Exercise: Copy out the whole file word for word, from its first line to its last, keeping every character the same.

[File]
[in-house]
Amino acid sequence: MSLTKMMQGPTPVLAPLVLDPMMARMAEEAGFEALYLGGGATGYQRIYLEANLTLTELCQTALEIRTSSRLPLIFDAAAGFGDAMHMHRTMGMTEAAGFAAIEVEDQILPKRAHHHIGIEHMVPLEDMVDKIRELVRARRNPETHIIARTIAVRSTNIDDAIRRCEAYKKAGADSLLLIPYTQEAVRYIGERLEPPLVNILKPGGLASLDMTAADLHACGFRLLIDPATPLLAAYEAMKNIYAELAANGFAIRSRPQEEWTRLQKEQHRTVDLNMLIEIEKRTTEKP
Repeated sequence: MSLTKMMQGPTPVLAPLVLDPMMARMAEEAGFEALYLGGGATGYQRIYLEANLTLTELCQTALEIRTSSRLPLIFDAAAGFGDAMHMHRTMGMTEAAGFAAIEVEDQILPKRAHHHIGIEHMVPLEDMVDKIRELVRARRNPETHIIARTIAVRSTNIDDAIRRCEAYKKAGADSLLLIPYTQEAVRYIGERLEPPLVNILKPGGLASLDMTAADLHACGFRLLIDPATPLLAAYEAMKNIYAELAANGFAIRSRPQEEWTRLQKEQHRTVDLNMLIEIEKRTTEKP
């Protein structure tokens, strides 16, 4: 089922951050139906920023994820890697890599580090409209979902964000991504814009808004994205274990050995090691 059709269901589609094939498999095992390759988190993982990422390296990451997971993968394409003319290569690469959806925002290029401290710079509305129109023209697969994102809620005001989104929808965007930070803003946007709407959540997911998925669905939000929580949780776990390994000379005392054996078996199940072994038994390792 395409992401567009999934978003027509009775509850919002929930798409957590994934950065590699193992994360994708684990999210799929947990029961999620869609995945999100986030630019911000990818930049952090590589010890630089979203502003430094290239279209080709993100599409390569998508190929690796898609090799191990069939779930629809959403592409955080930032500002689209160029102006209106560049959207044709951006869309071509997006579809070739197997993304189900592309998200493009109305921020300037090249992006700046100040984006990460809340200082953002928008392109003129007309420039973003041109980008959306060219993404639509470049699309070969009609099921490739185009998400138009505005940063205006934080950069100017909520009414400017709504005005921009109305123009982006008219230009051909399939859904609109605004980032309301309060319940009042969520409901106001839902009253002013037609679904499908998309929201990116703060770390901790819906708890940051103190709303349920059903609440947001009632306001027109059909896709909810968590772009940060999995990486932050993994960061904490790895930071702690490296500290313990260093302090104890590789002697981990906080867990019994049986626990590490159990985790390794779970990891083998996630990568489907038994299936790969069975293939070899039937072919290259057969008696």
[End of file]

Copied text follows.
[in-house]
Amino acid sequence: MSLTKMMQGPTPVLAPLVLDPMMARMAEEAGFEALYLGGGATGYQRIYLEANLTLTELCQTALEIRTSSRLPLIFDAAAGFGDAMHMHRTMGMTEAAGFAAIEVEDQILPKRAHHHIGIEHMVPLEDMVDKIRELVRARRNPETHIIARTIAVRSTNIDDAIRRCEAYKKAGADSLLLIPYTQEAVRYIGERLEPPLVNILKPGGLASLDMTAADLHACGFRLLIDPATPLLAAYEAMKNIYAELAANGFAIRSRPQEEWTRLQKEQHRTVDLNMLIEIEKRTTEKP
Repeated sequence: MSLTKMMQGPTPVLAPLVLDPMMARMAEEAGFEALYLGGGATGYQRIYLEANLTLTELCQTALEIRTSSRLPLIFDAAAGFGDAMHMHRTMGMTEAAGFAAIEVEDQILPKRAHHHIGIEHMVPLEDMVDKIRELVRARRNPETHIIARTIAVRSTNIDDAIRRCEAYKKAGADSLLLIPYTQEAVRYIGERLEPPLVNILKPGGLASLDMTAADLHACGFRLLIDPATPLLAAYEAMKNIYAELAANGFAIRSRPQEEWTRLQKEQHRTVDLNMLIEIEKRTTEKP
């Protein structure tokens, strides 16, 4: 089922951050139906920023994820890697890599580090409209979902964000991504814009808004994205274990050995090691 059709269901589609094939498999095992390759988190993982990422390296990451997971993968394409003319290569690469959806925002290029401290710079509305129109023209697969994102809620005001989104929808965007930070803003946007709407959540997911998925669905939000929580949780776990390994000379005392054996078996199940072994038994390792 395409992401567009999934978003027509009775509850919002929930798409957590994934950065590699193992994360994708684990999210799929947990029961999620869609995945999100986030630019911000990818930049952090590589010890630089979203502003430094290239279209080709993100599409390569998508190929690796898609090799191990069939779930629809959403592409955080930032500002689209160029102006209106560049959207044709951006869309071509997006579809070739197997993304189900592309998200493009109305921020300037090249992006700046100040984006990460809340200082953002928008392109003129007309420039973003041109980008959306060219993404639509470049699309070969009609099921490739185009998400138009505005940063205006934080950069100017909520009414400017709504005005921009109305123009982006008219230009051909399939859904609109605004980032309301309060319940009042969520409901106001839902009253002013037609679904499908998309929201990116703060770390901790819906708890940051103190709303349920059903609440947001009632306001027109059909896709909810968590772009940060999995990486932050993994960061904490790895930071702690490296500290313990260093302090104890590789002697981990906080867990019994049986626990590490159990985790390794779970990891083998996630990568489907038994299936790969069975293939070899039937072919290259057969008696």